The accusations against Belford and United Furniture have also been backed up by documents that were released in the wake of the layoffs and bankruptcy filing. These documents show that the company had been planning to close several of its stores for months before the announcement of the layoffs. This suggests that the company was aware of the financial trouble it was in and had been planning for a potential bankruptcy filing for some time.
The documents also reveal that Belford had been working on a restructuring plan for the company for months but had failed to inform the lenders and creditors of the plan. This has raised further questions about Belford’s intentions, as it appears that he was trying to keep the plan under wraps until after the layoffs and bankruptcy filing were announced.
Other Companies Affected
Keith Sechrest, co-owner of North Carolina based Seagrove Lumber LLC, was affected by the United Furniture layoffs, and also questions Mr. Belford’s claim that he was out of the loop regarding the company’s finances. “I can’t imagine having a company as large as UFI and not know what’s going on,” he stated. UFI owes Seagrove $1.2 million in unpaid invoices, forcing the company to lay off its 45 employees when the vast majority of its business went away due to United Furniture’s closing. He also stated that his brother owns a lumber company that was forced to shut down and lay off 30 employees as UFI owes his brother’s firm $500,000, and that a small blade-sharpening business that worked with both companies is on the verge of closing, which would result in another 4 jobs in the state lost.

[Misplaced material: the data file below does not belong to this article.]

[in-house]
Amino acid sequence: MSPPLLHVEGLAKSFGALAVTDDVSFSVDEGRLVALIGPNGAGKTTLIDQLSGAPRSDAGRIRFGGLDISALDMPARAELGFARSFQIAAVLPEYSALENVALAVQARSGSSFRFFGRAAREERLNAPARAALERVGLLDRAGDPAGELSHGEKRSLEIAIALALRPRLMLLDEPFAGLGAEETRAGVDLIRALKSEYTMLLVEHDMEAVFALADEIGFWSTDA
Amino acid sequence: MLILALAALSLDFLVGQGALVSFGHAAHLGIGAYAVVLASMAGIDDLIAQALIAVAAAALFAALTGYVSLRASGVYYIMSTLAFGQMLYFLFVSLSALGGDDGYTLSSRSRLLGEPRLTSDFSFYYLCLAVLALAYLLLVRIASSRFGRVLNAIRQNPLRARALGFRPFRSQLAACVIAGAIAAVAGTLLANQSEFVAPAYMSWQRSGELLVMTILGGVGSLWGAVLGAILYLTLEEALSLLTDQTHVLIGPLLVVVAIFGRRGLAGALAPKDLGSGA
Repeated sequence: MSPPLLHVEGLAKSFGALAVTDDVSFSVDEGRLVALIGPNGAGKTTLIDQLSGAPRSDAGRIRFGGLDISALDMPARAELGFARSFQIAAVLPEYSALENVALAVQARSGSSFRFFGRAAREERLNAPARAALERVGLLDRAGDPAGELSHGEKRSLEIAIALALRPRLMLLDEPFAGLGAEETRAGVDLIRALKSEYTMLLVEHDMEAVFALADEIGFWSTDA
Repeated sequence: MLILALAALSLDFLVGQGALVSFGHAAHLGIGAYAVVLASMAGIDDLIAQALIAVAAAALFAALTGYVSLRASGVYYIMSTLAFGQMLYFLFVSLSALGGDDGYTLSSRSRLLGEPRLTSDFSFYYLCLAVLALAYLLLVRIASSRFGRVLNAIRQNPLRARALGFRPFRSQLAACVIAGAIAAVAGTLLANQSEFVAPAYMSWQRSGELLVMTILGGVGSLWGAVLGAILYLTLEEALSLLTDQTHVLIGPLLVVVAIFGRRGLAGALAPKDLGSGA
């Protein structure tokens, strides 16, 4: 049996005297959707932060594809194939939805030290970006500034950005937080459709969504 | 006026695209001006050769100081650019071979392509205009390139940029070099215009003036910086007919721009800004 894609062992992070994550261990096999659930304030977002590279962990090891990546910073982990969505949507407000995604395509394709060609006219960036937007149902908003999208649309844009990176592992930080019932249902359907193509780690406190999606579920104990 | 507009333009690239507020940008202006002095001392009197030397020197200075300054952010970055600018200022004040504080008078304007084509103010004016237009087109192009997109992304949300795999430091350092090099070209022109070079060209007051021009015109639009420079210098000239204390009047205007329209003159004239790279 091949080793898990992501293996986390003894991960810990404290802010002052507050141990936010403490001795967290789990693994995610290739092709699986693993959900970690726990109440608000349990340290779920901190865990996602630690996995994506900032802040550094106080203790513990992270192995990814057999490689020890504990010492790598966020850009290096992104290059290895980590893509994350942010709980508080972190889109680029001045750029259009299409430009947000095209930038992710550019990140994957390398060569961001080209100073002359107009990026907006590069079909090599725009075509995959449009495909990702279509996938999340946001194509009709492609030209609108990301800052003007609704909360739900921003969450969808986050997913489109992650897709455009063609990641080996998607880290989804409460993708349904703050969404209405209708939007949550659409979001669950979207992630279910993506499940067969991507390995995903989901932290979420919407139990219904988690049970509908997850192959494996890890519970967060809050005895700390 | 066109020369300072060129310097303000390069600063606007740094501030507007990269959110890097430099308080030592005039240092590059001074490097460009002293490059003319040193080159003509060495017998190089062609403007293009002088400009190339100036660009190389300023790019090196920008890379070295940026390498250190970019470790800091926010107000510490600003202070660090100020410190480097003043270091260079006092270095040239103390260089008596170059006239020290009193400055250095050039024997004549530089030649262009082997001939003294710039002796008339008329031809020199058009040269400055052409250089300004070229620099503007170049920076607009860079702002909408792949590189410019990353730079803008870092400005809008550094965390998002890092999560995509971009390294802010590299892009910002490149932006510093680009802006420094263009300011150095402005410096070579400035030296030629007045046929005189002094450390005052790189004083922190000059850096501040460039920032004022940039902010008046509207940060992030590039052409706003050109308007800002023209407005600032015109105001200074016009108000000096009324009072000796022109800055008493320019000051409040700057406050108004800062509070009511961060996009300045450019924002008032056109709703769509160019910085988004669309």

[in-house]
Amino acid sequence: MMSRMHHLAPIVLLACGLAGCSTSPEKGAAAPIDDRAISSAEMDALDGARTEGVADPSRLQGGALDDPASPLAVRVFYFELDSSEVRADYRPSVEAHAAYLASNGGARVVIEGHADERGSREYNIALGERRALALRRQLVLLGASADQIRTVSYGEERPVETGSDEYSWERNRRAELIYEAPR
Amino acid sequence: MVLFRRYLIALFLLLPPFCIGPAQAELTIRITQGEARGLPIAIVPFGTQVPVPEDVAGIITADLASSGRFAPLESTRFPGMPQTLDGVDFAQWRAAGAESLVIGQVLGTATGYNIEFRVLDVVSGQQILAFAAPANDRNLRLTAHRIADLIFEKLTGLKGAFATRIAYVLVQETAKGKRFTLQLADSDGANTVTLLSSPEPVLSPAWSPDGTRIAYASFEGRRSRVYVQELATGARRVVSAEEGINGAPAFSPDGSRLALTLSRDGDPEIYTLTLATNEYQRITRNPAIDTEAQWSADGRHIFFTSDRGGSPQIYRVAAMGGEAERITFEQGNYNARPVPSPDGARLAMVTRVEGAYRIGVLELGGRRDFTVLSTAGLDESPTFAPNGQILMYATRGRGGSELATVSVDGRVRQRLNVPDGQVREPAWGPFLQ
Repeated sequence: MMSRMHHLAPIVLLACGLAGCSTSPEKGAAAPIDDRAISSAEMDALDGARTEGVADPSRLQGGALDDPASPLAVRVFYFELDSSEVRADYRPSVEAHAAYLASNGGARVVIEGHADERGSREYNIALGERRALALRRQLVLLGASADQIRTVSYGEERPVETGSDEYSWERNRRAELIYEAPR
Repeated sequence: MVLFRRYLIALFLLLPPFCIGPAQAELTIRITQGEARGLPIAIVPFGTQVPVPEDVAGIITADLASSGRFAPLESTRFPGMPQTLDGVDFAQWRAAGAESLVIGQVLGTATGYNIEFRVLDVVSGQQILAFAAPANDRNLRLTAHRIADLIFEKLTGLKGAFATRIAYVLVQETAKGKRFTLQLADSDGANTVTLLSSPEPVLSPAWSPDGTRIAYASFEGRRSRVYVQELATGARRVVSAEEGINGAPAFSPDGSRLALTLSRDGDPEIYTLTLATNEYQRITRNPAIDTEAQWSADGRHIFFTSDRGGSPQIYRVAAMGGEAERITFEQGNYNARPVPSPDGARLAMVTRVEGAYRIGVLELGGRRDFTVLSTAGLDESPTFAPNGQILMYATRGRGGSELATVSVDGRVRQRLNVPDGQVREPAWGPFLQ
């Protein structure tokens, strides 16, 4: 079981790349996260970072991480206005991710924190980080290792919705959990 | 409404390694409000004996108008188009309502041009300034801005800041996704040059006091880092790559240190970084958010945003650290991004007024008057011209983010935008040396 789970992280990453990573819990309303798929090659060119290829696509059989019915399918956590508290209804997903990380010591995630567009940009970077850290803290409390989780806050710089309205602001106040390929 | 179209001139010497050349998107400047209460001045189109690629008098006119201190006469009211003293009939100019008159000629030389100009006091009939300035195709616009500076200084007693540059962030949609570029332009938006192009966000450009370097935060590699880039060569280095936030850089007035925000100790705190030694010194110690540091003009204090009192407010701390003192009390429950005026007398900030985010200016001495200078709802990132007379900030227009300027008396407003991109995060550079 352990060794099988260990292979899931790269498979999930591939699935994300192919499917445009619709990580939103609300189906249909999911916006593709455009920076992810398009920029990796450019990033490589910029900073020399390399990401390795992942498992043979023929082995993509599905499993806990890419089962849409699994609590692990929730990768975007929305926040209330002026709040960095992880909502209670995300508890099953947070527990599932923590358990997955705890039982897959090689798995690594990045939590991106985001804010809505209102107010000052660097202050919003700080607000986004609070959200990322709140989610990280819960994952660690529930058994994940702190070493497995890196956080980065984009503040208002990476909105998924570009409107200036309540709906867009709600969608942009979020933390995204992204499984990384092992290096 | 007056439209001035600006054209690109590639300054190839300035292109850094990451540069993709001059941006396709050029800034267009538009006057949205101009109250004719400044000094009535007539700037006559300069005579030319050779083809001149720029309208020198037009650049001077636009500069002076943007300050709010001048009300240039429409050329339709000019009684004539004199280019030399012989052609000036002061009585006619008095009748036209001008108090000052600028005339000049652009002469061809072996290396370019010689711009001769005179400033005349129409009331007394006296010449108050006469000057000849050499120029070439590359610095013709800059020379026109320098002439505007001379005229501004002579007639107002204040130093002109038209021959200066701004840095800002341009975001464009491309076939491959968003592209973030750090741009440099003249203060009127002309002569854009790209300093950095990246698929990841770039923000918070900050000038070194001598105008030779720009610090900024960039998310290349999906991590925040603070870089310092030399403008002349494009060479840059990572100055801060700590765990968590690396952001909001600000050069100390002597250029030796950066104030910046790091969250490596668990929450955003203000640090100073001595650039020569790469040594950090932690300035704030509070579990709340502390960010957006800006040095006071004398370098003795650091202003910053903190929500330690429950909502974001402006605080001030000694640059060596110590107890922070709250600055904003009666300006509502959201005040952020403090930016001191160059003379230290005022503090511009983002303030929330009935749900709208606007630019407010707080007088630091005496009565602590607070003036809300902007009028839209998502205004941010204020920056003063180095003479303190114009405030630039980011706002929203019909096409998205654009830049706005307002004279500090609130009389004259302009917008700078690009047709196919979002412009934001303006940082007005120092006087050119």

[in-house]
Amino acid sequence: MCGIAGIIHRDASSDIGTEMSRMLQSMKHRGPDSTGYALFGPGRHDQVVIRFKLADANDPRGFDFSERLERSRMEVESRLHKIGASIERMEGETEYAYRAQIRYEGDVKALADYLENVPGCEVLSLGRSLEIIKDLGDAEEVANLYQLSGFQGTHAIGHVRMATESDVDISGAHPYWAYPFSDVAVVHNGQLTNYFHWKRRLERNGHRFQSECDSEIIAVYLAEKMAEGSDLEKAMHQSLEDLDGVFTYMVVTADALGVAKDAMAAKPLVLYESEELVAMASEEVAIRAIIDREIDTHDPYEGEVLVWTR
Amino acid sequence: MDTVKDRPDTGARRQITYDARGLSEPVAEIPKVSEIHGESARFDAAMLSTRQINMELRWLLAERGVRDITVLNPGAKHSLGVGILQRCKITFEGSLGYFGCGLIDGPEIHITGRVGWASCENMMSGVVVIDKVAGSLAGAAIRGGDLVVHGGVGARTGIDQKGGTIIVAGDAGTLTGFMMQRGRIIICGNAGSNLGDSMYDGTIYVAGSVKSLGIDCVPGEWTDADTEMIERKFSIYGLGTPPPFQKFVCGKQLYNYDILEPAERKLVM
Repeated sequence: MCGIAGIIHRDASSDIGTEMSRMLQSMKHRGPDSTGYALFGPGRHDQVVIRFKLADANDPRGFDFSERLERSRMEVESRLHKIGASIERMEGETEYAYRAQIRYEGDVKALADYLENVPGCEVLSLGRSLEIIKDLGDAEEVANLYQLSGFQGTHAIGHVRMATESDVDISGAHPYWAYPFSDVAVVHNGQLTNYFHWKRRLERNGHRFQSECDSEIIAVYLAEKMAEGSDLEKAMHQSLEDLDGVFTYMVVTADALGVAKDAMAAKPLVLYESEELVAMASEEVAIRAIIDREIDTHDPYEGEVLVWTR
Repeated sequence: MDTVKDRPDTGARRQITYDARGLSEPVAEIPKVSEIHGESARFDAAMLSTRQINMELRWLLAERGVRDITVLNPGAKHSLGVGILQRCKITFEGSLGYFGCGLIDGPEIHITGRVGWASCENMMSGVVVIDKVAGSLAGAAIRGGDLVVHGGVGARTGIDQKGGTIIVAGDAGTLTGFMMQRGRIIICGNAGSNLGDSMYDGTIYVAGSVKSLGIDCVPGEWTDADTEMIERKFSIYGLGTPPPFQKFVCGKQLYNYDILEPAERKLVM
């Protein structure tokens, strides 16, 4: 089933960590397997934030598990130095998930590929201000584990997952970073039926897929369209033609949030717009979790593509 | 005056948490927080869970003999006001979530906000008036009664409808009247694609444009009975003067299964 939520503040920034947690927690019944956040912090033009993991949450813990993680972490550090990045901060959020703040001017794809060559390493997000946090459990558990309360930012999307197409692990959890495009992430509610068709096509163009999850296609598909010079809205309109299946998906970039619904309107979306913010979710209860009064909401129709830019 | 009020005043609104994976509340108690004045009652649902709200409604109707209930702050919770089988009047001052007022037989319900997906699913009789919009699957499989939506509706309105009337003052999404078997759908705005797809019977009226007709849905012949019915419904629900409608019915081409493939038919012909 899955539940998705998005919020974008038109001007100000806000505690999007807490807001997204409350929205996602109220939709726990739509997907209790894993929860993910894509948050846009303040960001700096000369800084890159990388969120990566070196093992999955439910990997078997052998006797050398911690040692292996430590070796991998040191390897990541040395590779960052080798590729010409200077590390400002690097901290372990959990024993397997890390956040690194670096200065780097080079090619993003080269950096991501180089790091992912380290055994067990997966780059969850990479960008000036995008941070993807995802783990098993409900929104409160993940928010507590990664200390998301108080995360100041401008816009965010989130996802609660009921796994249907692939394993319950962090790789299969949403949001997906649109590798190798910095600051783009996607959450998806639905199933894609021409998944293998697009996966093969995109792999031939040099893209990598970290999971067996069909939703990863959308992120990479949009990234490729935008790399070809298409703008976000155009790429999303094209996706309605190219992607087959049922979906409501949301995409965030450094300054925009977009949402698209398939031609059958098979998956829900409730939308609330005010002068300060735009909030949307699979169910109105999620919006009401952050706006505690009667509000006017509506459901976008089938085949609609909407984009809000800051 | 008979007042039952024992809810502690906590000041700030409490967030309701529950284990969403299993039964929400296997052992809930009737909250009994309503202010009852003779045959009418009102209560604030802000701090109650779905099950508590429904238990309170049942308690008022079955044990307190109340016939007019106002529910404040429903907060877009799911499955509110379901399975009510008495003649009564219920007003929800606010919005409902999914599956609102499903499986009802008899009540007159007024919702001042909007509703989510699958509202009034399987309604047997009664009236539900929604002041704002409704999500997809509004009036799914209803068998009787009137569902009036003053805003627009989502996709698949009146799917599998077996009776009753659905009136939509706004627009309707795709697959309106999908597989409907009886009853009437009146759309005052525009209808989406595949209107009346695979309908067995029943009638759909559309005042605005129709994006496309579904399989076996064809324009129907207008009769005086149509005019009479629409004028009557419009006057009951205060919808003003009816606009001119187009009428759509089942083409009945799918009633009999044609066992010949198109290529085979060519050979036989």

Much of the ire towards Mr. Belford and United Furniture stems from the fact that they were mislead about the situation at the company. They stated they had been told recently that business was improving, and one North Carolina senior executive visited the plants in October and was told that “things were moving in the right direction.”
A former employee of United Furniture refuted Mr. Belford’s claims that he was unaware of the financial situation of the company, stating, “David came down within the last 6 months. So he could of gave us more warning. Instead [the] CEO kept telling us business was improving.”
The situation with United Furniture is bad no matter how you look at it. Thousands of people and communities have been affected, and the ripple shows no signs of letting up.